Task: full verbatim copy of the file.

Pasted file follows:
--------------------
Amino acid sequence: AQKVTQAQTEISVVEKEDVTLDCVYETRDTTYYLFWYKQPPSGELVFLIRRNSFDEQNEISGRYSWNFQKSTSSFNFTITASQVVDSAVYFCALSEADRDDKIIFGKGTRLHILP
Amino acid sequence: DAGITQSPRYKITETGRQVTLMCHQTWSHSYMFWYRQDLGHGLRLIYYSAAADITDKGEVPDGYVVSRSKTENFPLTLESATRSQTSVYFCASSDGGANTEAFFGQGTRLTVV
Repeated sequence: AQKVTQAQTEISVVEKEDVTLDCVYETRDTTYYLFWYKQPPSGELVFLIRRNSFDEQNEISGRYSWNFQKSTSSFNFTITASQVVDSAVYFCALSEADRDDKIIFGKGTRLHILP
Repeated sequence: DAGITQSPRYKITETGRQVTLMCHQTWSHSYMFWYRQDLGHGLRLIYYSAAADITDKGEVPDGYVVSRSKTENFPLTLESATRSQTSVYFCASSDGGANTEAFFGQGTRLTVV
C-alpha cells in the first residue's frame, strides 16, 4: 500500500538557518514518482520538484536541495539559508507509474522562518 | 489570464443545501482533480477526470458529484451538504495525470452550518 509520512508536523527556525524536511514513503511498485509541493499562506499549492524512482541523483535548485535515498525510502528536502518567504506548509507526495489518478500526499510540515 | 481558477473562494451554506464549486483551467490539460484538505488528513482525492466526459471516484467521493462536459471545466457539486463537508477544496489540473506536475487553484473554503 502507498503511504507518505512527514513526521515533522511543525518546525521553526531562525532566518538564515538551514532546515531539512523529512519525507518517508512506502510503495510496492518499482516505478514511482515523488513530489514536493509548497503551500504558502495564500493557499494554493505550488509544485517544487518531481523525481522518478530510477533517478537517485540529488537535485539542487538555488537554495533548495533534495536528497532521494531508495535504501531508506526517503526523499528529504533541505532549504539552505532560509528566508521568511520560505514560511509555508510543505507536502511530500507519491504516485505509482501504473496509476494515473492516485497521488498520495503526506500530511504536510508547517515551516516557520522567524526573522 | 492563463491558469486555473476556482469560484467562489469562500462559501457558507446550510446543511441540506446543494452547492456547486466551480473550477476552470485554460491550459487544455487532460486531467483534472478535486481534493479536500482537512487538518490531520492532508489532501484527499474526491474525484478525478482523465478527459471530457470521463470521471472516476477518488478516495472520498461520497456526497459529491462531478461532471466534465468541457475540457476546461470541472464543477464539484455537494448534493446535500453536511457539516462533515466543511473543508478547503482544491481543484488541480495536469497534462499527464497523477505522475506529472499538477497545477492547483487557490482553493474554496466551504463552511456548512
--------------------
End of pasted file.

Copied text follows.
Amino acid sequence: AQKVTQAQTEISVVEKEDVTLDCVYETRDTTYYLFWYKQPPSGELVFLIRRNSFDEQNEISGRYSWNFQKSTSSFNFTITASQVVDSAVYFCALSEADRDDKIIFGKGTRLHILP
Amino acid sequence: DAGITQSPRYKITETGRQVTLMCHQTWSHSYMFWYRQDLGHGLRLIYYSAAADITDKGEVPDGYVVSRSKTENFPLTLESATRSQTSVYFCASSDGGANTEAFFGQGTRLTVV
Repeated sequence: AQKVTQAQTEISVVEKEDVTLDCVYETRDTTYYLFWYKQPPSGELVFLIRRNSFDEQNEISGRYSWNFQKSTSSFNFTITASQVVDSAVYFCALSEADRDDKIIFGKGTRLHILP
Repeated sequence: DAGITQSPRYKITETGRQVTLMCHQTWSHSYMFWYRQDLGHGLRLIYYSAAADITDKGEVPDGYVVSRSKTENFPLTLESATRSQTSVYFCASSDGGANTEAFFGQGTRLTVV
C-alpha cells in the first residue's frame, strides 16, 4: 500500500538557518514518482520538484536541495539559508507509474522562518 | 489570464443545501482533480477526470458529484451538504495525470452550518 509520512508536523527556525524536511514513503511498485509541493499562506499549492524512482541523483535548485535515498525510502528536502518567504506548509507526495489518478500526499510540515 | 481558477473562494451554506464549486483551467490539460484538505488528513482525492466526459471516484467521493462536459471545466457539486463537508477544496489540473506536475487553484473554503 502507498503511504507518505512527514513526521515533522511543525518546525521553526531562525532566518538564515538551514532546515531539512523529512519525507518517508512506502510503495510496492518499482516505478514511482515523488513530489514536493509548497503551500504558502495564500493557499494554493505550488509544485517544487518531481523525481522518478530510477533517478537517485540529488537535485539542487538555488537554495533548495533534495536528497532521494531508495535504501531508506526517503526523499528529504533541505532549504539552505532560509528566508521568511520560505514560511509555508510543505507536502511530500507519491504516485505509482501504473496509476494515473492516485497521488498520495503526506500530511504536510508547517515551516516557520522567524526573522 | 492563463491558469486555473476556482469560484467562489469562500462559501457558507446550510446543511441540506446543494452547492456547486466551480473550477476552470485554460491550459487544455487532460486531467483534472478535486481534493479536500482537512487538518490531520492532508489532501484527499474526491474525484478525478482523465478527459471530457470521463470521471472516476477518488478516495472520498461520497456526497459529491462531478461532471466534465468541457475540457476546461470541472464543477464539484455537494448534493446535500453536511457539516462533515466543511473543508478547503482544491481543484488541480495536469497534462499527464497523477505522475506529472499538477497545477492547483487557490482553493474554496466551504463552511456548512